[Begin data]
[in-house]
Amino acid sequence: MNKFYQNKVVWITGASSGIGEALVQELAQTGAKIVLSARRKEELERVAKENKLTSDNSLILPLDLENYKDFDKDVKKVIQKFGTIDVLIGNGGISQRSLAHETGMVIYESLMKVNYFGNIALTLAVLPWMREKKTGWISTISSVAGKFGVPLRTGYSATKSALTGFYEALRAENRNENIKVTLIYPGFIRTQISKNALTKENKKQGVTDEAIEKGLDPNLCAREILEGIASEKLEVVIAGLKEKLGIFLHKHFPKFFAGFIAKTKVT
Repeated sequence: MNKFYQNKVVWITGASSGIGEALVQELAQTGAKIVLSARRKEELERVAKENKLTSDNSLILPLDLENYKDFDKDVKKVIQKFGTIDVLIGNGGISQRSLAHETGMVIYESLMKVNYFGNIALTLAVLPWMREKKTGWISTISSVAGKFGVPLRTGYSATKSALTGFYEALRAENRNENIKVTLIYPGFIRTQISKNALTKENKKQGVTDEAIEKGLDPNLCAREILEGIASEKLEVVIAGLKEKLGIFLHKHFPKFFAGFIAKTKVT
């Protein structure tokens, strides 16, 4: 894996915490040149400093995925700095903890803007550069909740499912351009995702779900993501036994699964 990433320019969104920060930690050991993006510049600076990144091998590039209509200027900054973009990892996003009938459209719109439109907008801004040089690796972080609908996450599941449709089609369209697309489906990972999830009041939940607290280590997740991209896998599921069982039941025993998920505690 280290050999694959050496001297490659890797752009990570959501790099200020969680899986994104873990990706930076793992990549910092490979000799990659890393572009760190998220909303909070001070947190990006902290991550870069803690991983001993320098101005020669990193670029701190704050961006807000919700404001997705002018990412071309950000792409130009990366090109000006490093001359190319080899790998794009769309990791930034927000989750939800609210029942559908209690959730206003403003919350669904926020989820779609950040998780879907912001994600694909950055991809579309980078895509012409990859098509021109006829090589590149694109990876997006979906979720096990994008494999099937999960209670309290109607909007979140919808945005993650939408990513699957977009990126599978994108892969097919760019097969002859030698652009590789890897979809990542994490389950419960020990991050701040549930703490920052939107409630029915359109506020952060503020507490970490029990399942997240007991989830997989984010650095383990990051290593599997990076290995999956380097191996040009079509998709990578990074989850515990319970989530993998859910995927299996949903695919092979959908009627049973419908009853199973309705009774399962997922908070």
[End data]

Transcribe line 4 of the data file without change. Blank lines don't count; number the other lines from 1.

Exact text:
């Protein structure tokens, strides 16, 4: 894996915490040149400093995925700095903890803007550069909740499912351009995702779900993501036994699964 990433320019969104920060930690050991993006510049600076990144091998590039209509200027900054973009990892996003009938459209719109439109907008801004040089690796972080609908996450599941449709089609369209697309489906990972999830009041939940607290280590997740991209896998599921069982039941025993998920505690 280290050999694959050496001297490659890797752009990570959501790099200020969680899986994104873990990706930076793992990549910092490979000799990659890393572009760190998220909303909070001070947190990006902290991550870069803690991983001993320098101005020669990193670029701190704050961006807000919700404001997705002018990412071309950000792409130009990366090109000006490093001359190319080899790998794009769309990791930034927000989750939800609210029942559908209690959730206003403003919350669904926020989820779609950040998780879907912001994600694909950055991809579309980078895509012409990859098509021109006829090589590149694109990876997006979906979720096990994008494999099937999960209670309290109607909007979140919808945005993650939408990513699957977009990126599978994108892969097919760019097969002859030698652009590789890897979809990542994490389950419960020990991050701040549930703490920052939107409630029915359109506020952060503020507490970490029990399942997240007991989830997989984010650095383990990051290593599997990076290995999956380097191996040009079509998709990578990074989850515990319970989530993998859910995927299996949903695919092979959908009627049973419908009853199973309705009774399962997922908070």